Pork and Leek Wontons in an Asian Broth
These soft pillows of juicy, meaty goodness is the perfect thing to eat when you’re craving something super tasty and satisfying.
They are wonderfully versatile and so worth all the fiddly work.
As a broth, the dish is fabulously pretty and comforting, but they are also great as Dim Sum. Frying the base of them in a little oil, after steaming, adds a wonderful crunch. As Dim Sum, I like to serve them with a ginger, chilli and soy dipping sauce. Simply mix one thumb of grated ginger to two tablespoons of soy sauce, one tablespoon of lime juice, one tablespoon of honey (or 2 teaspoons of caster sugar) freshly chopped chilli, a few drops of sesame oil and some chopped coriander (it’s also nice to add a tablespoon of toasted sesame seeds).
If you want to be really naughty, deep fry them – they go wonderfully crispy with a juicy-meaty centre (however, you will have to deep-fry them relatively slowly so as to give the filling a chance to cook through, but not so slow as to make them oily and saturated with fat).
As a less fiddly option, make the filling into meatballs – which go great in the Asian broth too. Simply roll the filling into golf-size balls, and fry in a little oil until golden and slightly crispy on the outside. As meatballs, they work really well as a starter, picnic food, or even served along with a salad
500g ground pork
1 large leek, finely chopped
½ onion, finely chopped
1 clove garlic, finely chipped
1 chilli, seeds removed and finely chopped
1tbls fish sauce
juice of half a lime
1tsp granulated sugar
½ tsp ground Szechuan peppercorns (or black pepper)
thumb of ginger, grated
1 tbls fresh coriander, finely chopped
1 egg, beaten
Fry the leeks, onion and garlic in a pan for 5 minutes, season with sallt. When the onion is translucent and the leeks begin to colour, remove from the hat and set aside to cool.
In a bowl, combine the remaining ingredients and the cooked, cooled leek and onion mixture. Mix till all the ingredients are combined.
To check seasoning, take about a tablespoon of the mince mixture and fry a small pattie in some oil. Taste, and, if necessary, adjust the seasoning.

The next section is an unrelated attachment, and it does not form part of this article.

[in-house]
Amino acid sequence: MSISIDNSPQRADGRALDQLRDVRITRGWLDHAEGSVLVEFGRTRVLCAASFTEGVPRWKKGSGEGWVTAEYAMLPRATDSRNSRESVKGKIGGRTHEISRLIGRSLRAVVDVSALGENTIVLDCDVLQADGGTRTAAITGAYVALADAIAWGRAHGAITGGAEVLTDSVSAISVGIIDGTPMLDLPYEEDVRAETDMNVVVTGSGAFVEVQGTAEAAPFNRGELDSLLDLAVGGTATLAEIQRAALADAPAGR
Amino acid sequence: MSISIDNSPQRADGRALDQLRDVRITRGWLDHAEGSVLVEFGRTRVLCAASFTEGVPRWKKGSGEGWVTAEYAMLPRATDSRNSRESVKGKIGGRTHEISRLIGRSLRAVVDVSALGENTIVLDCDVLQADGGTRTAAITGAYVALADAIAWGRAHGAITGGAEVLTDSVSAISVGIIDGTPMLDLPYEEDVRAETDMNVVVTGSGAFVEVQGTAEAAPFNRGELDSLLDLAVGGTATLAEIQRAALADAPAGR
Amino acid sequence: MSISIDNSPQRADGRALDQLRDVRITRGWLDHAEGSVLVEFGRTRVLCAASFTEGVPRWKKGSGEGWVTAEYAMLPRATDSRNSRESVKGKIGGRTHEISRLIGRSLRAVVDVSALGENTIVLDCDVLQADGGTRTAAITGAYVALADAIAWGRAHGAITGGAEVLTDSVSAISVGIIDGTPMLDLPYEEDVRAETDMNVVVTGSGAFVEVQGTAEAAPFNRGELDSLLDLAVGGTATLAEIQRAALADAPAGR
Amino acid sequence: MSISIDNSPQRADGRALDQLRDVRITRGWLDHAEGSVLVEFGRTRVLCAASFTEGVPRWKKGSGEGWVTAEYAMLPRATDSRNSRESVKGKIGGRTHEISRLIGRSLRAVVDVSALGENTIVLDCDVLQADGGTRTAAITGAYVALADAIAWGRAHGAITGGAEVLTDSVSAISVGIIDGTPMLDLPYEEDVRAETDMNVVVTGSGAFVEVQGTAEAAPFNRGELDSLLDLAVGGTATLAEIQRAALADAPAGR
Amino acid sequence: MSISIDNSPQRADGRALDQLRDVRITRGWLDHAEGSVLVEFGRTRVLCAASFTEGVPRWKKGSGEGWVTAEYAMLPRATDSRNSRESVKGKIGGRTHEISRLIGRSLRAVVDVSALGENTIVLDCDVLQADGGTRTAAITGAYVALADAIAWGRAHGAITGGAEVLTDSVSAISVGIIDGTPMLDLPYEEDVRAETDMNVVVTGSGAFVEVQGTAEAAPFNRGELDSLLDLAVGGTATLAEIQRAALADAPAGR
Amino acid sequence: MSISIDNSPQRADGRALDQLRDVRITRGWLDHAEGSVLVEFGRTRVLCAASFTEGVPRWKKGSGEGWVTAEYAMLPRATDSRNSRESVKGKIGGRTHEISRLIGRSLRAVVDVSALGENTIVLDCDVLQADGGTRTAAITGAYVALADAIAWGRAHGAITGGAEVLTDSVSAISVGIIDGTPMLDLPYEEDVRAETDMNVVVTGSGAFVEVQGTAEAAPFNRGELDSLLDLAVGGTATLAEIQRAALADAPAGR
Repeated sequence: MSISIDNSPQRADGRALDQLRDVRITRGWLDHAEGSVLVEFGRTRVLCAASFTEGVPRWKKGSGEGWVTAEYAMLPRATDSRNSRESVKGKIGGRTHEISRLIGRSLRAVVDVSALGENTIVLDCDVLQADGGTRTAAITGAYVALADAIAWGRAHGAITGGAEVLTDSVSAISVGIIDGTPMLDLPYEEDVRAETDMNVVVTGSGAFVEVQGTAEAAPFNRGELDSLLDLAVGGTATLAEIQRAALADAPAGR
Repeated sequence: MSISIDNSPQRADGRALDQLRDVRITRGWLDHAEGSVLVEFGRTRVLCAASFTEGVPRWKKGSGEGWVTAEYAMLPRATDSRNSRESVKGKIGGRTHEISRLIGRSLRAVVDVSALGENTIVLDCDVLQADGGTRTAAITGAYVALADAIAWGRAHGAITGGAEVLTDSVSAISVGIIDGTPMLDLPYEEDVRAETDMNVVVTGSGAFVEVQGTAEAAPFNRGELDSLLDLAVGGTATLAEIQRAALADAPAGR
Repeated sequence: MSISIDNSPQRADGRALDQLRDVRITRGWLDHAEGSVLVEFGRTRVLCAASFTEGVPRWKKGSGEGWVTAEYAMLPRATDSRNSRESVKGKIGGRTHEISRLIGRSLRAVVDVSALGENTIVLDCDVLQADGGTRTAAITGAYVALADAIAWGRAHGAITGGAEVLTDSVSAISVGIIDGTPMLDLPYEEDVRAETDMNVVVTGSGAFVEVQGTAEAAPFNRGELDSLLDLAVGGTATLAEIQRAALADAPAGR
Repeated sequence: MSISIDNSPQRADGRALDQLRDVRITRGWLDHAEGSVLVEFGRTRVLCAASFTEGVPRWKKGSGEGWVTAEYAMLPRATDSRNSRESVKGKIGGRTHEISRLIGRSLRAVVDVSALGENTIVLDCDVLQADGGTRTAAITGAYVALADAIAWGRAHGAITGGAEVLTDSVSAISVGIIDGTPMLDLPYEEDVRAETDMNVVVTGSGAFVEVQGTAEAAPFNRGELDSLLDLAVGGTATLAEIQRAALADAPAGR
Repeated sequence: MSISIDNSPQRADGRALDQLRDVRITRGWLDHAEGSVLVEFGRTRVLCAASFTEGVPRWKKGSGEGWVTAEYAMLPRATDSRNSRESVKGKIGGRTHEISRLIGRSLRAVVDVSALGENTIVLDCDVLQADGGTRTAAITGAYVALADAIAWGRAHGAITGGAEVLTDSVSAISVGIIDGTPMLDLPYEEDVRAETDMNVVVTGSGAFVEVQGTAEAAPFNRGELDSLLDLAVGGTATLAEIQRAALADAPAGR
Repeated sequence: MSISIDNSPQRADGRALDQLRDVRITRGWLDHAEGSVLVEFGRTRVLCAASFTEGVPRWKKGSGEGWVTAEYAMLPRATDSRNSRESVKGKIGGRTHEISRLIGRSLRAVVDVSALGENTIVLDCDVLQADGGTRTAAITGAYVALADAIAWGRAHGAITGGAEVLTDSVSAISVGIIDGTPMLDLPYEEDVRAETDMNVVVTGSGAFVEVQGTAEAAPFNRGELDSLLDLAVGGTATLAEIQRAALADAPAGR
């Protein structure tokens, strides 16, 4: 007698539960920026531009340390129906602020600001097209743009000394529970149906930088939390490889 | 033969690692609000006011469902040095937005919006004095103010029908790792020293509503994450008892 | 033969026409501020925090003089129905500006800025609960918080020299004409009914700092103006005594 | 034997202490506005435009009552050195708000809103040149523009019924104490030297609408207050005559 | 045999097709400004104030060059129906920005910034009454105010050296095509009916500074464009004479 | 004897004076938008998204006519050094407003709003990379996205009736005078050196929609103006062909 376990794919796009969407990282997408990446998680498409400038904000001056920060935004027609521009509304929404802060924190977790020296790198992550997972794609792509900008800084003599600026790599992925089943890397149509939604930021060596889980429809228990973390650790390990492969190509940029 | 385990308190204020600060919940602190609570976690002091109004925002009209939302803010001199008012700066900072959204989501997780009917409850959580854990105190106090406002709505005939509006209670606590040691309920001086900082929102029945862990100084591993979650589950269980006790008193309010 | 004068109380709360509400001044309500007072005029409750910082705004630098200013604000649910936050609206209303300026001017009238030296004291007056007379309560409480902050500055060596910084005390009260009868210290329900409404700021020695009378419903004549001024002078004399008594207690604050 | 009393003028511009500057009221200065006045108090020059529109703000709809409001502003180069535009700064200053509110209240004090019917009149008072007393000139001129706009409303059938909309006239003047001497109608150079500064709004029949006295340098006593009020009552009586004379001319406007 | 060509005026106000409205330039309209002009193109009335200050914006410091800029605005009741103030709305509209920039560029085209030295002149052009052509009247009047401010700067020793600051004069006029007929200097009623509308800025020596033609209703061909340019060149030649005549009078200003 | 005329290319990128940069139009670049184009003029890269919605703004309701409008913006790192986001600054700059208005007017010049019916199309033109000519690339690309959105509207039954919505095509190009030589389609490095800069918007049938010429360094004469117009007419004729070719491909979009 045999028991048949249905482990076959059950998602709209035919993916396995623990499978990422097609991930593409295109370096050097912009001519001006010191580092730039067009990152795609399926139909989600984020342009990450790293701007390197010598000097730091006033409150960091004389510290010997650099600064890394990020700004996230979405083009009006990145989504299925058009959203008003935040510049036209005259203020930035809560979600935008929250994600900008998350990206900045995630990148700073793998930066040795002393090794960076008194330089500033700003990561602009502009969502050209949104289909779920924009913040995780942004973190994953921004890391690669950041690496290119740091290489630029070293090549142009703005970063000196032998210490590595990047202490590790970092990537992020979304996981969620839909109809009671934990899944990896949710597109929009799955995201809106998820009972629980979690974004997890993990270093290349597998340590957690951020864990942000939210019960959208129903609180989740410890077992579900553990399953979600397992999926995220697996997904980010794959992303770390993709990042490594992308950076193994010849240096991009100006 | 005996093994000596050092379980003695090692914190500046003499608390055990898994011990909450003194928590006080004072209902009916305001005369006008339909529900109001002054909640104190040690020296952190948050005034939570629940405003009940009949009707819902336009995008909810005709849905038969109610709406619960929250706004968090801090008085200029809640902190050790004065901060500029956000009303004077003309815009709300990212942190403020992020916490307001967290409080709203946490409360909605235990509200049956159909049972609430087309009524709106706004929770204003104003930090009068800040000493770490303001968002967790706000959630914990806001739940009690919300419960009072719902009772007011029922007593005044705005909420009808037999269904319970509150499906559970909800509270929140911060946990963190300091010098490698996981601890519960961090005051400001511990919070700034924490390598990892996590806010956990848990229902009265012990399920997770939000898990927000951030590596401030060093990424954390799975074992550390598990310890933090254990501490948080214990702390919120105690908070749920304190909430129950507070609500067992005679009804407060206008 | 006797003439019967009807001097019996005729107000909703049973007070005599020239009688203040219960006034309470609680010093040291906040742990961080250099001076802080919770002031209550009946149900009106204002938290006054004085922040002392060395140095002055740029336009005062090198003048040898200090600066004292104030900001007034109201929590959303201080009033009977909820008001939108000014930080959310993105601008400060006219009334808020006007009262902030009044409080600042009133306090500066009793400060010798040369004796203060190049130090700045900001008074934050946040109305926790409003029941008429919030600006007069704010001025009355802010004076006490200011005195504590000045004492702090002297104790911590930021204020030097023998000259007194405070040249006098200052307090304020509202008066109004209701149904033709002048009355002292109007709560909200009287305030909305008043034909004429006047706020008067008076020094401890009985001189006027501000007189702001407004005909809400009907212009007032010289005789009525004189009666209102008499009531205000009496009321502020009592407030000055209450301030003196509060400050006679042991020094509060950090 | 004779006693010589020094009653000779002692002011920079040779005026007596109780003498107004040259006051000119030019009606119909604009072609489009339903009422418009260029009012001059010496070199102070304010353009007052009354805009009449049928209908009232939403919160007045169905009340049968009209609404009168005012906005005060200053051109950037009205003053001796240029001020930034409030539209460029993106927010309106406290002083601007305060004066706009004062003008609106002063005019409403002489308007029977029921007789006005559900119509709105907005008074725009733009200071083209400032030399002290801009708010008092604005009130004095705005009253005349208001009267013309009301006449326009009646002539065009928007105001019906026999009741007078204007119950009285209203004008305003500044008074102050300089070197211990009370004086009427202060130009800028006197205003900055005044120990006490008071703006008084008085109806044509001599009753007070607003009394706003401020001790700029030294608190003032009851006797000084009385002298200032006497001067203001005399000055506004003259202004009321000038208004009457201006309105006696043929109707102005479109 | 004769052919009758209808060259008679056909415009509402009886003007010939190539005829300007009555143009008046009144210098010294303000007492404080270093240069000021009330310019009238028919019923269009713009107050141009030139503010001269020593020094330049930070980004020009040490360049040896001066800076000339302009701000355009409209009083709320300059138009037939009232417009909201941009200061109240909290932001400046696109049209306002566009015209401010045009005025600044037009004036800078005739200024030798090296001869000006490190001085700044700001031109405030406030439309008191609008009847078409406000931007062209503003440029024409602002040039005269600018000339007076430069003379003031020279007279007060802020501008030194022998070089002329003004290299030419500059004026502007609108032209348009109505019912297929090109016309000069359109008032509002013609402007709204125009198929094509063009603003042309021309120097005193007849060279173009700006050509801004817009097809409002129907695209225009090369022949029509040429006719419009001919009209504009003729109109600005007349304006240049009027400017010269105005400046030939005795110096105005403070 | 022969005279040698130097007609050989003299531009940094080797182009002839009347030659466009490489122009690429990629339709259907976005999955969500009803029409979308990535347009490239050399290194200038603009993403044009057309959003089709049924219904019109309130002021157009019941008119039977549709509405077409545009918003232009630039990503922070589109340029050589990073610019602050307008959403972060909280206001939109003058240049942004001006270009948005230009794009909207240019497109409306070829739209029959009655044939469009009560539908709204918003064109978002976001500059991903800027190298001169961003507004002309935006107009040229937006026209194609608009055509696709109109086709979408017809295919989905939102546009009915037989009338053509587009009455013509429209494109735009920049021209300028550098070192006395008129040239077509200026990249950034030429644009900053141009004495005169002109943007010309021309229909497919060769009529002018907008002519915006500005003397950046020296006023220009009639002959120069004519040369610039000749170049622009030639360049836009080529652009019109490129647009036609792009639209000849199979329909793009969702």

Wonton Wrappers (you can use store-bought wonton wrappers)
2 cups flour
1 tsp. salt
¼ -1/2 cup water
Sift flour into a large bowl and make a well in the centre. Whisk together egg, salt and ¼ cup water. Pour into flour well. Mix together, adding additional water until the mixture will stay together in a ball. (You may need more or less then ½ cup, use your discretion. Keep in mind that you do not want it to be sticky.)
Knead the dough until it becomes smooth and pliable.
Let rest for 20 min. (This is so the gluten can relax. The longer it sits the easier it will be to roll out)
Divide dough in half. Keep one half covered while you roll out the other one on a surface lightly coated with cornstarch (if you use flour it may toughen it up).
I use a pasta machine to roll out the dough, but a rolling pin will work too, however try to roll the dough as thin as you can.
Cut into 9cm (3.5 inch) squares (You should be able to get approx. 12 wonton wrappers out of each half).
To assemble the wontons
Place about a tablespoon of the mince mixture on each wonton square.
Brush the perimeter of each square with water and fold the wonton into desired shape.
I fold corner-to-corner and then pinch the edges together to form a pyramid, alternatively you can fold the square to form a triangle and then pinch together the corners of the longest side of the triangle.
To cook the wontons
Line base of a large steamer basket with baking paper. Place dumplings, in a single layer, in basket. Pour water into a wok until one-quarter full. Bring to the boil over high heat. Place steamer over wok, ensuring base doesn’t touch water. Steam dumplings for 15 minutes. You can also use stainless-steal steamer over a pot of boling water.
To assemble the wonton broth
Place about 4 wontons into your steaming hot broth and garnish with chopped spring onion, chilli, micro coriander, and thinly sliced savoy cabbage. You can use any garnish of your choice such as, enoki mushrooms, bamboo shoots. You can find the recipe for the Asian broth here